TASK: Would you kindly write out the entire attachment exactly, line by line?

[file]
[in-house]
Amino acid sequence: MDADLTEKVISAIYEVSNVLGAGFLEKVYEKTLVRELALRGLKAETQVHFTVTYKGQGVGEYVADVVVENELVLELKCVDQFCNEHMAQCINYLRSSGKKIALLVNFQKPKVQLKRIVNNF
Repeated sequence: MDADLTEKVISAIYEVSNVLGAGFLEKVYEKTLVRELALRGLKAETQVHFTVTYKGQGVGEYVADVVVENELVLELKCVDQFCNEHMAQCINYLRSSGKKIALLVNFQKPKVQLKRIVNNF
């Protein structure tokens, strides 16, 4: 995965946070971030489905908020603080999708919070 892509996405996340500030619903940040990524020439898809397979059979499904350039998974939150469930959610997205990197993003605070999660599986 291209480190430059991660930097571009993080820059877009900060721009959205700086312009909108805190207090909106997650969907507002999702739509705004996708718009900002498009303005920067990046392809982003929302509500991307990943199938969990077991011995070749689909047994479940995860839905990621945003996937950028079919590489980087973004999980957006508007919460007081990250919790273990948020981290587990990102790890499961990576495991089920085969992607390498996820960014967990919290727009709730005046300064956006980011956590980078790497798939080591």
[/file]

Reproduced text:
[in-house]
Amino acid sequence: MDADLTEKVISAIYEVSNVLGAGFLEKVYEKTLVRELALRGLKAETQVHFTVTYKGQGVGEYVADVVVENELVLELKCVDQFCNEHMAQCINYLRSSGKKIALLVNFQKPKVQLKRIVNNF
Repeated sequence: MDADLTEKVISAIYEVSNVLGAGFLEKVYEKTLVRELALRGLKAETQVHFTVTYKGQGVGEYVADVVVENELVLELKCVDQFCNEHMAQCINYLRSSGKKIALLVNFQKPKVQLKRIVNNF
């Protein structure tokens, strides 16, 4: 995965946070971030489905908020603080999708919070 892509996405996340500030619903940040990524020439898809397979059979499904350039998974939150469930959610997205990197993003605070999660599986 291209480190430059991660930097571009993080820059877009900060721009959205700086312009909108805190207090909106997650969907507002999702739509705004996708718009900002498009303005920067990046392809982003929302509500991307990943199938969990077991011995070749689909047994479940995860839905990621945003996937950028079919590489980087973004999980957006508007919460007081990250919790273990948020981290587990990102790890499961990576495991089920085969992607390498996820960014967990919290727009709730005046300064956006980011956590980078790497798939080591």